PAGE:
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Immunofluorescence Microscopy to Assess Enzymes Controlling Nitric Oxide Availability and Microvascular Blood Flow in Muscle


Anton Wagenmakers, Ph.D., School of Sport and Exercise Sciences, University of Birmingham, Edgbaston, Birmingham, B15 2TT, UK.


Please cite this paper as: Cocks M, Shepherd SO, Shaw CS, Achten J, Costa ML, Wagenmakers AJM. Immunofluorescence microscopy to assess enzymes controlling nitric oxide availability and microvascular blood flow in muscle. Microcirculation 19: 642–651, 2012.


Objective:  The net production of NO by the muscle microvascular endothelium is a key regulator of muscle microvascular blood flow. Here, we describe the development of a method to quantify the protein content and phosphorylation of endothelial NO synthase (eNOS content and eNOS ser1177 phosphorylation) and NAD(P)H oxidase expression.

Methods:  Human muscle cryosections were stained using antibodies targeting eNOS, p-eNOS ser1177 and NOX2 in combination with markers of the endothelium and the sarcolemma. Quantitation was achieved by analyzing fluorescence intensity within the area stained positive for the microvascular endothelium. Analysis was performed in duplicate and repeated five times to investigate CV. In addition, eight healthy males (age 21 ± 1 year, BMI 24.4 ± 1.0 kg/m2) completed one hour of cycling exercise at ∼65%VO2max. Muscle biopsies were taken from the m. vastus lateralis before and immediately after exercise and analyzed using the new methods.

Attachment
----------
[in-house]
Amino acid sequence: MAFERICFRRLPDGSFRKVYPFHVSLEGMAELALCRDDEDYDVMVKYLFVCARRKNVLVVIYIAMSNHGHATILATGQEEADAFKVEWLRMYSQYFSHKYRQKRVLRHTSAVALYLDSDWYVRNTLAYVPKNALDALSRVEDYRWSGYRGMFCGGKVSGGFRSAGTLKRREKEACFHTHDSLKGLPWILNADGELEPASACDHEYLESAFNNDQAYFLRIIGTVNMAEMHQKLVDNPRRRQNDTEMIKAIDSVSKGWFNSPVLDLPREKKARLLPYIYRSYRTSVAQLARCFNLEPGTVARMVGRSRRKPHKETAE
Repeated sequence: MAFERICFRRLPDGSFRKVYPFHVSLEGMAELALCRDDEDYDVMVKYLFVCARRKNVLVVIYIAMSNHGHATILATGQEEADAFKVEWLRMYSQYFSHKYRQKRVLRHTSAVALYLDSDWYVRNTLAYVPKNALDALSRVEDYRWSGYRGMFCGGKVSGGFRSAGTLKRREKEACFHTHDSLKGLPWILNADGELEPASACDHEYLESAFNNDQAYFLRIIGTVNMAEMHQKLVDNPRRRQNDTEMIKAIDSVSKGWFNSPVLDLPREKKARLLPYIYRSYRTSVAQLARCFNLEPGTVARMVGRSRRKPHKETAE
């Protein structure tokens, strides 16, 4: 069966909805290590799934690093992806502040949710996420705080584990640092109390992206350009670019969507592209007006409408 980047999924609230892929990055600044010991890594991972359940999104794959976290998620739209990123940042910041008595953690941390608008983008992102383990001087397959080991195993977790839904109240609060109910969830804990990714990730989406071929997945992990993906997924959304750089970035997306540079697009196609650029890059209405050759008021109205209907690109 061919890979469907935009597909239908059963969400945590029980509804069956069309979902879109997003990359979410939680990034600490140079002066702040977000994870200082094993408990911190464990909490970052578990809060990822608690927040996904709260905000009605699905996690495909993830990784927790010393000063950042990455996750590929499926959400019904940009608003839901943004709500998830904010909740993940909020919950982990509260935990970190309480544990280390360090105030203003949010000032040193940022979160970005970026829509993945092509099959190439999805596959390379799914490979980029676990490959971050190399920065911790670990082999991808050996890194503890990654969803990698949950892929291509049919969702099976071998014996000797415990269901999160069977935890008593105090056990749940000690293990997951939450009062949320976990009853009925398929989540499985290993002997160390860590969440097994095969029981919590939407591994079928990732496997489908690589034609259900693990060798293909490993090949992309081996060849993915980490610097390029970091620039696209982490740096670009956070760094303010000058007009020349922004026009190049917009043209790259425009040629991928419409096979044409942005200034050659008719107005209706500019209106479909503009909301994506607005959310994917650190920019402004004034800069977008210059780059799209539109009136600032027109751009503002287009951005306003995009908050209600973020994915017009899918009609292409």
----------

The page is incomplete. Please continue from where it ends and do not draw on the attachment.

Results:  The CV of all methods was between 6.5 and 9.5%. Acute exercise increased eNOS serine1177 phosphorylation (fold change 1.29 ± 0.05, < 0.05).

Conclusions:  These novel methodologies will allow direct investigations of the molecular mechanisms underpinning the microvascular responses to insulin and exercise, the impairments that occur in sedentary, obese and elderly individuals and the effect of lifestyle interventions.